BJP's Swami Prasad Maurya Joins SP: This is the Big Boost Akhilesh Yadav Needed
Two questions are important: Why did Swami Prasad Maurya quit BJP? What impact will this have on the elections?
The exit of senior minister Swami Prasad Maurya to the Samajwadi Party does seem to have shaken the BJP in Uttar Pradesh to some extent.
This was clear from deputy chief minister Keshav Prasad Maurya's tweet urging Swami Prasad Maurya to "sit and discuss" and not take any "decision in haste".
After meeting Maurya, SP chief Akhilesh Yadav tweeted, "Swami Prasad Maurya is a popular leader who fights for social justice and equality. We welcome him and the leaders and workers coming with him into the Samajwadi Party".
Now, two questions need to be answered here.
Why did Swami Prasad Maurya decide to quit the BJP and join the SP?
How does this change equations in the upcoming Assembly elections, especially regarding the SP's prospects?
WHY DID SWAMI PRASAD MAURYA QUIT BJP?
In his resignation letter, Maurya says that he has resigned in protest against the Yogi Adityanath government's "gross neglect towards Dalits, backward castes, farmers, unemployed youth and medium and small traders".
Maurya and his loyalists were seen as some sort of misfits in the BJP.
Those close to Maurya say that he never quite warmed up to the BJP's Hindutva politics, especially that of UP CM Yogi Adityanath.
"I fulfilled my responsibilities despite adverse circumstances and ideology" - Maurya writes in his resignation letter.
However, it is also true that at times, Maurya too played to the gallery, such as when he said that "Muslims use triple talaq to satisfy their lust".
A source in the BJP says that Maurya feared shrunken political space for himself and his loyalists if the party comes back to power in 2022.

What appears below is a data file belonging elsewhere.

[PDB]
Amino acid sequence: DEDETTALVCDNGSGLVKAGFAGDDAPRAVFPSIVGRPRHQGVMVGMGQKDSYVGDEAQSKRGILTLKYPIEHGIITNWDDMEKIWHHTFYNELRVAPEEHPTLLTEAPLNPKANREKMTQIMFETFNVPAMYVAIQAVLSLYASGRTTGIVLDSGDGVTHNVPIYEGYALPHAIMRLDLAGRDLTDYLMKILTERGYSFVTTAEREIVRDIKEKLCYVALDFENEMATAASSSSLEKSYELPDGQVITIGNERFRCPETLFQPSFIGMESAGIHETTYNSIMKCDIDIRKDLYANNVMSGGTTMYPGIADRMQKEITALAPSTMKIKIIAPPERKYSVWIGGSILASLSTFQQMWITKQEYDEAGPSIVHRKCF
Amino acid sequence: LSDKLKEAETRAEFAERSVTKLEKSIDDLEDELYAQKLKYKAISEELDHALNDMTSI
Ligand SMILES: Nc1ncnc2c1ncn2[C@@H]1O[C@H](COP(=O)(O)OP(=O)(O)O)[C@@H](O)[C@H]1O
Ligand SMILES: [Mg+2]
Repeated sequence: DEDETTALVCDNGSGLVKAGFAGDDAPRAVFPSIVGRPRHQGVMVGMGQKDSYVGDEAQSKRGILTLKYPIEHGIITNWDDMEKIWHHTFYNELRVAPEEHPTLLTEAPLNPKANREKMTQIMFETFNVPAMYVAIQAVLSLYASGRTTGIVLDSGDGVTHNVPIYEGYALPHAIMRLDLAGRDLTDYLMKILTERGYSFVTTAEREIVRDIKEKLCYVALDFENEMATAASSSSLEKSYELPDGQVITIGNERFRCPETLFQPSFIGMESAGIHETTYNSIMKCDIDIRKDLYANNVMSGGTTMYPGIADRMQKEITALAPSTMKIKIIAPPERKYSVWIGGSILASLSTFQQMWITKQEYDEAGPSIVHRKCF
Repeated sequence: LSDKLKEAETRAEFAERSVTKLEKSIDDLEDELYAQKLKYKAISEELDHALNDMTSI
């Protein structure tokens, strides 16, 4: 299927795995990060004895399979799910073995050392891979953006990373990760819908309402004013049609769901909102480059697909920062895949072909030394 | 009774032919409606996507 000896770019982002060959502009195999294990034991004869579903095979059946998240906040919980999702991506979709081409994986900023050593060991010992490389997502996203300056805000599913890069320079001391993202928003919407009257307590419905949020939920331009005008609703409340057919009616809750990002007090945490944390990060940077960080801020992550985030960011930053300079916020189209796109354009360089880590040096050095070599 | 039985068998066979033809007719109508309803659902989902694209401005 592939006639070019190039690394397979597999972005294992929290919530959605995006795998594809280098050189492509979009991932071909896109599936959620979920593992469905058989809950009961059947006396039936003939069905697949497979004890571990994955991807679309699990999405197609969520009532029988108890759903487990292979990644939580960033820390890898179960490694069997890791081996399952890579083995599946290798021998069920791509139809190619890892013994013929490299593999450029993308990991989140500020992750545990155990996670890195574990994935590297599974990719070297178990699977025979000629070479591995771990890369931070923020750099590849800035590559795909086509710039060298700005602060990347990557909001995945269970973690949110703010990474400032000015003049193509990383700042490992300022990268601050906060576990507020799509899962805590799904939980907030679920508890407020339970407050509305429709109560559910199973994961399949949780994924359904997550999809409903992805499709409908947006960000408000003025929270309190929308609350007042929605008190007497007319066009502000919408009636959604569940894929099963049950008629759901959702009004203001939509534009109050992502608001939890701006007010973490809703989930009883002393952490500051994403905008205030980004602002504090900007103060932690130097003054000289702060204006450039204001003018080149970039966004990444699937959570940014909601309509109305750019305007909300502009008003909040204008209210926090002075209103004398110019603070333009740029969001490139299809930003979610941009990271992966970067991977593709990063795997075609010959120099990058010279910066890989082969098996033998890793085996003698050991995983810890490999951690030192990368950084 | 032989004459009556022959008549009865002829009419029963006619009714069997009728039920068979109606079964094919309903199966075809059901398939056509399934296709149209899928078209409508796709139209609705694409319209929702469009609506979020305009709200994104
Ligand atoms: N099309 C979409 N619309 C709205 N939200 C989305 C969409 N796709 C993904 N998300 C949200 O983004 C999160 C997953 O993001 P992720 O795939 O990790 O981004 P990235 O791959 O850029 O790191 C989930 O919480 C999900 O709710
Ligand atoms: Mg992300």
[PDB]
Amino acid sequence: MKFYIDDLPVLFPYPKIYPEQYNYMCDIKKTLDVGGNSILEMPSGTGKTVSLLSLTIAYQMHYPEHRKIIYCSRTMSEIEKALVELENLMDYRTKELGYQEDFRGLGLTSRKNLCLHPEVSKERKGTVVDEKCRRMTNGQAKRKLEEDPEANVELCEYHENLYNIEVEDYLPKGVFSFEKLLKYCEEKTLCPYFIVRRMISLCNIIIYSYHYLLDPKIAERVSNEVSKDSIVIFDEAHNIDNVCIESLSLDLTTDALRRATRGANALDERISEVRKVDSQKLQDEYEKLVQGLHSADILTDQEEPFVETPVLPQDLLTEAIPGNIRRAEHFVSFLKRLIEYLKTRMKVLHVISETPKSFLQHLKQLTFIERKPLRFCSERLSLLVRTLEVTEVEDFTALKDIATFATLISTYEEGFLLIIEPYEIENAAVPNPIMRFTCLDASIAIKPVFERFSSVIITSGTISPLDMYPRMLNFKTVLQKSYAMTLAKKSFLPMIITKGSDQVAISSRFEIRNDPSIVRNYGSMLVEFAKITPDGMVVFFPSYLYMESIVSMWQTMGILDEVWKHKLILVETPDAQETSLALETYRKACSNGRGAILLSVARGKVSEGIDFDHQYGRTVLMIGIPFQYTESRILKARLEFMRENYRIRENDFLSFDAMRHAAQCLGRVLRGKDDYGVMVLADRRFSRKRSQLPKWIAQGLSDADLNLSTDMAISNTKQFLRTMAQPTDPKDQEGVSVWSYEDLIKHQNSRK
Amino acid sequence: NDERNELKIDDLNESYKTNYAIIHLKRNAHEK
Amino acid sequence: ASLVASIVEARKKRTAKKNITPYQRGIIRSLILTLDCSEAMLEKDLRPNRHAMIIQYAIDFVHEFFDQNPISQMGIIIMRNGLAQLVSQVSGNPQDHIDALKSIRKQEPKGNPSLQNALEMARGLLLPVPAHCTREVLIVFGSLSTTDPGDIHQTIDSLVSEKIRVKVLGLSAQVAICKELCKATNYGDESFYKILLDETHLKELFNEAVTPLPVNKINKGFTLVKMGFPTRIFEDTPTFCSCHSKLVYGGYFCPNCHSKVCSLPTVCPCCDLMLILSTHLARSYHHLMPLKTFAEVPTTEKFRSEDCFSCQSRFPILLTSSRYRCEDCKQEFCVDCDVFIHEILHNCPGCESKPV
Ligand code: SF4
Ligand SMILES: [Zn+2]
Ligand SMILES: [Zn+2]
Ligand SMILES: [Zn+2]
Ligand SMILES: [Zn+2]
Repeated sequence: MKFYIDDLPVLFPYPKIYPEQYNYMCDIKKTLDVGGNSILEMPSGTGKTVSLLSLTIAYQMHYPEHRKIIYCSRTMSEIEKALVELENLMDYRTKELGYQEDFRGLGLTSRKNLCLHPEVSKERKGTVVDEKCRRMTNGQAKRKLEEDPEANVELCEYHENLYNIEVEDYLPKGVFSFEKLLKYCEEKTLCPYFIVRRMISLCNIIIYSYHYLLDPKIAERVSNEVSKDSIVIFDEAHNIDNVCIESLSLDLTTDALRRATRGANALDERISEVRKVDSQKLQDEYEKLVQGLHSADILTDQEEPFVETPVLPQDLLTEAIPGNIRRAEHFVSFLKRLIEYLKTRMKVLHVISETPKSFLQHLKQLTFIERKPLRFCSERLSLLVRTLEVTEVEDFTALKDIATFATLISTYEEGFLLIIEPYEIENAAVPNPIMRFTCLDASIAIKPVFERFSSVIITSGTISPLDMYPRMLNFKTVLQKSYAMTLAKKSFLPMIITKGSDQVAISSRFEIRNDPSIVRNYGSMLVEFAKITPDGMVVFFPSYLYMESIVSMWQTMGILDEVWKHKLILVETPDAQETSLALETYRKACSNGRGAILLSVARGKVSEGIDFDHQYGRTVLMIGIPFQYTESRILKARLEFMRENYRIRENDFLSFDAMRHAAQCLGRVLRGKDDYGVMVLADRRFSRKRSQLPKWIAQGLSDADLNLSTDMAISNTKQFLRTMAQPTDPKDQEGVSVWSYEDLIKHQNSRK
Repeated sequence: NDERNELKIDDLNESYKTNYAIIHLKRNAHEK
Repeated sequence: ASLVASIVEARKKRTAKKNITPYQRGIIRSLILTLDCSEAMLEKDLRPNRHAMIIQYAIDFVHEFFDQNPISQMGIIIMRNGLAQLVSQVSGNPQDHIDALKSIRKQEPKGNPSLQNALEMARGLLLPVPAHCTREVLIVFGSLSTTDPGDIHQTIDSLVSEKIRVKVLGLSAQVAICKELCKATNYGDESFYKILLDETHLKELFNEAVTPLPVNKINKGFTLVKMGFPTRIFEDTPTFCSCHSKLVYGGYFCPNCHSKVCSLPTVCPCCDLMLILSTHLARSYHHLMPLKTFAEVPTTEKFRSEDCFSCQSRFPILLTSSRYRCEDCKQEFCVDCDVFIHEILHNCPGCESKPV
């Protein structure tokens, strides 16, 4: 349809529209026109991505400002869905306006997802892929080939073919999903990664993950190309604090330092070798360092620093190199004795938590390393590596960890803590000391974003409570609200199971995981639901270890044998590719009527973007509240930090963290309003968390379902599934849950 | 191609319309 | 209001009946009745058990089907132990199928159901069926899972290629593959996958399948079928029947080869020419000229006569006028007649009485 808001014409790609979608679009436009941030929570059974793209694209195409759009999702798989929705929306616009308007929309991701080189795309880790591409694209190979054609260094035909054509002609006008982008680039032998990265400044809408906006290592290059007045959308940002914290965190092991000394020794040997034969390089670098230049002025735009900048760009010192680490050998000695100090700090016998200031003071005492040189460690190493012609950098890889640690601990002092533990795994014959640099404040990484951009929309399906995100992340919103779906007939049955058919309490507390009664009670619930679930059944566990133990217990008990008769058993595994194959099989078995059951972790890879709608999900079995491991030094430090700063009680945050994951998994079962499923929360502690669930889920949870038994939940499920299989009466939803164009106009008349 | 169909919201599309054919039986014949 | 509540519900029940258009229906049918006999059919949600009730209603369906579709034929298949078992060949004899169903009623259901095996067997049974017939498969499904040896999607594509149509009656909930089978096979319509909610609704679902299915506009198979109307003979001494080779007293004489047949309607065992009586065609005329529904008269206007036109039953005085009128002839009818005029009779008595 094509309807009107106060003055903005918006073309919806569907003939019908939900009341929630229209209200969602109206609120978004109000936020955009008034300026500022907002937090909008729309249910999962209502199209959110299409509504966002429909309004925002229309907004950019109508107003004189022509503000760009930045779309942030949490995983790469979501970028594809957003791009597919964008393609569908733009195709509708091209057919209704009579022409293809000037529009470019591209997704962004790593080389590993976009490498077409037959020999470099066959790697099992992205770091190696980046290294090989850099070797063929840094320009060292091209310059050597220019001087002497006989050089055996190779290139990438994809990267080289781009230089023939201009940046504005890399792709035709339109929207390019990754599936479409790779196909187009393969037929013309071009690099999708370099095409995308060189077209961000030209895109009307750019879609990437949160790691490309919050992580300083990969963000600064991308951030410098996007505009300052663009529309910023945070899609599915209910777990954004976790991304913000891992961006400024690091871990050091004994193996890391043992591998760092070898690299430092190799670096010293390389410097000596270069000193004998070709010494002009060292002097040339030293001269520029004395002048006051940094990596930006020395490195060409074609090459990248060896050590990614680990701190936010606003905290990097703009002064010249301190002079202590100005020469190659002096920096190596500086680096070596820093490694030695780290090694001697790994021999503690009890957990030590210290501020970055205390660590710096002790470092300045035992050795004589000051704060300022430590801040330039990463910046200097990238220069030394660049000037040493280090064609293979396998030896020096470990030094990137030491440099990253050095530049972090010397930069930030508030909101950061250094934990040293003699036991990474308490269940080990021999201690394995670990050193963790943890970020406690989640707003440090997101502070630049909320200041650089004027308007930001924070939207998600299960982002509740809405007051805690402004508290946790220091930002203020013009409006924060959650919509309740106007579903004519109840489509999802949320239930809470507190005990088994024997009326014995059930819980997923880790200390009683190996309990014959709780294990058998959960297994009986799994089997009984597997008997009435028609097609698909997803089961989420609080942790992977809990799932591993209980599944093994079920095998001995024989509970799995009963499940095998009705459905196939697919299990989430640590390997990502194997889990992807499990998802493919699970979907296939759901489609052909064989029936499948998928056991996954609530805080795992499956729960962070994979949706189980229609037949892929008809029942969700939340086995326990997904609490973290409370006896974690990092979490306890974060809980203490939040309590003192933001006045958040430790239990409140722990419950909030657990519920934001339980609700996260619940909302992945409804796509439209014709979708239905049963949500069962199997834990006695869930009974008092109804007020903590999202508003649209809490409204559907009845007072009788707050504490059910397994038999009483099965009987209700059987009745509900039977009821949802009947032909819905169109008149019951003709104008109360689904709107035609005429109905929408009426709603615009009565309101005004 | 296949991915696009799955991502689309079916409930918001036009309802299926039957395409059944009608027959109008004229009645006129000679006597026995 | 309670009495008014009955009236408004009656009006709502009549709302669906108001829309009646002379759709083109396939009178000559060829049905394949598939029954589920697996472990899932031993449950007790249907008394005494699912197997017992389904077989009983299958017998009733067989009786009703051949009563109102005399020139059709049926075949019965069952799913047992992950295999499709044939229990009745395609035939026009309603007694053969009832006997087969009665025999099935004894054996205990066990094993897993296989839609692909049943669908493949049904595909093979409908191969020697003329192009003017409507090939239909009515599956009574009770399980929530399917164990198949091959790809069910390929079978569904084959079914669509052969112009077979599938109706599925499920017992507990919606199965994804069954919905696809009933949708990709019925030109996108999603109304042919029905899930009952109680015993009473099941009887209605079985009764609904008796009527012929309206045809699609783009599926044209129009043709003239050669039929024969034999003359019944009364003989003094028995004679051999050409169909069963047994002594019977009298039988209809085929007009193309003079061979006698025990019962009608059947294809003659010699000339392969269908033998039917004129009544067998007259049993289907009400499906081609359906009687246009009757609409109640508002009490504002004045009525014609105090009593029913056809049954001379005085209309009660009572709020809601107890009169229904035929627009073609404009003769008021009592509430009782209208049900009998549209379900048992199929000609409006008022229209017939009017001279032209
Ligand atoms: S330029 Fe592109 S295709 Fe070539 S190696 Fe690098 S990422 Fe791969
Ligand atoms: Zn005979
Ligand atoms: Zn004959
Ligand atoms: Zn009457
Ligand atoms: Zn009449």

"When he (Maurya) joined the BJP (in 2016), he played a key role in bringing certain caste groups into the BJP fold. Those groups voted for the BJP in 2017 and again in 2019. Maybe he feared that his clout would reduce now that the party is confident of retaining support on its own," says a BJP functionary in UP.
Maurya's supporters also speak on similar lines but they attribute it to "principle" and not "clout" or "fruits of power" as the BJP seems to be indicating.
"Even though he worked with BJP for five years, he essentially remained a politician coming from a social justice background and there was no space for that brand of politics in the BJP," said a supporter of Maurya.
When Maurya joined the BJP in 2016, it was seen as part of a rebellion against the domination of Yadavs and Jatavs in the SP and BSP respectively.
Leaders like Maurya and OP Rajbhar had hoped that their respective communities would get a better deal in the BJP than in the two social justice parties. However, what seems to have happened is that while the BJP provided some representation, it didn't really provide a share in the fruits of power beyond a point.
Also, there is a perception that even within these communities, the BJP would eventually want to put forward leaders from their own ideological stable.